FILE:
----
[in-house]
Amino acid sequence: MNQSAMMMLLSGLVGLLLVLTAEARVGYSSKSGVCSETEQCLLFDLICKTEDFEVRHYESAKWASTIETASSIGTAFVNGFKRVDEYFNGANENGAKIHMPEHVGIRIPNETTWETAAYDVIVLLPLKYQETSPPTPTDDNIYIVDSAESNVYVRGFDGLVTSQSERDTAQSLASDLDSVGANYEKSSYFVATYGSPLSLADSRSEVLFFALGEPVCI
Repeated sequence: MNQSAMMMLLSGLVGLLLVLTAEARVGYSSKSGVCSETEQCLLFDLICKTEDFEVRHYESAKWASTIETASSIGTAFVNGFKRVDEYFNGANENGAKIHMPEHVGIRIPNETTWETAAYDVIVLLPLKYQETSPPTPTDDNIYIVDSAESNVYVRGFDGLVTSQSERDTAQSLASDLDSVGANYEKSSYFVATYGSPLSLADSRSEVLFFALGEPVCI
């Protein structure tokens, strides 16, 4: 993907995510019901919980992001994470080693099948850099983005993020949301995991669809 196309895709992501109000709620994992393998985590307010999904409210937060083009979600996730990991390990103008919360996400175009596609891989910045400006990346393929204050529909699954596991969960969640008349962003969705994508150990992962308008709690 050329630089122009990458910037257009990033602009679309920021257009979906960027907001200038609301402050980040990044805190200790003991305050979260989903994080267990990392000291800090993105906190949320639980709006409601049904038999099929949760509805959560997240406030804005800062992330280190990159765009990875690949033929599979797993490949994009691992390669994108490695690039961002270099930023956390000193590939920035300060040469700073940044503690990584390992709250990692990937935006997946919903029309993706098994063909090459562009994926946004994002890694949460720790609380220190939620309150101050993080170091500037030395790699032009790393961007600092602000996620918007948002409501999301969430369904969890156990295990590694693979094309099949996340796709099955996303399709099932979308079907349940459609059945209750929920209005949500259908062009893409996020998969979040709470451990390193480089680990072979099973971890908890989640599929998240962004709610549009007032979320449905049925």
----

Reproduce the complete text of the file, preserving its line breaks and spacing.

[in-house]
Amino acid sequence: MNQSAMMMLLSGLVGLLLVLTAEARVGYSSKSGVCSETEQCLLFDLICKTEDFEVRHYESAKWASTIETASSIGTAFVNGFKRVDEYFNGANENGAKIHMPEHVGIRIPNETTWETAAYDVIVLLPLKYQETSPPTPTDDNIYIVDSAESNVYVRGFDGLVTSQSERDTAQSLASDLDSVGANYEKSSYFVATYGSPLSLADSRSEVLFFALGEPVCI
Repeated sequence: MNQSAMMMLLSGLVGLLLVLTAEARVGYSSKSGVCSETEQCLLFDLICKTEDFEVRHYESAKWASTIETASSIGTAFVNGFKRVDEYFNGANENGAKIHMPEHVGIRIPNETTWETAAYDVIVLLPLKYQETSPPTPTDDNIYIVDSAESNVYVRGFDGLVTSQSERDTAQSLASDLDSVGANYEKSSYFVATYGSPLSLADSRSEVLFFALGEPVCI
């Protein structure tokens, strides 16, 4: 993907995510019901919980992001994470080693099948850099983005993020949301995991669809 196309895709992501109000709620994992393998985590307010999904409210937060083009979600996730990991390990103008919360996400175009596609891989910045400006990346393929204050529909699954596991969960969640008349962003969705994508150990992962308008709690 050329630089122009990458910037257009990033602009679309920021257009979906960027907001200038609301402050980040990044805190200790003991305050979260989903994080267990990392000291800090993105906190949320639980709006409601049904038999099929949760509805959560997240406030804005800062992330280190990159765009990875690949033929599979797993490949994009691992390669994108490695690039961002270099930023956390000193590939920035300060040469700073940044503690990584390992709250990692990937935006997946919903029309993706098994063909090459562009994926946004994002890694949460720790609380220190939620309150101050993080170091500037030395790699032009790393961007600092602000996620918007948002409501999301969430369904969890156990295990590694693979094309099949996340796709099955996303399709099932979308079907349940459609059945209750929920209005949500259908062009893409996020998969979040709470451990390193480089680990072979099973971890908890989640599929998240962004709610549009007032979320449905049925």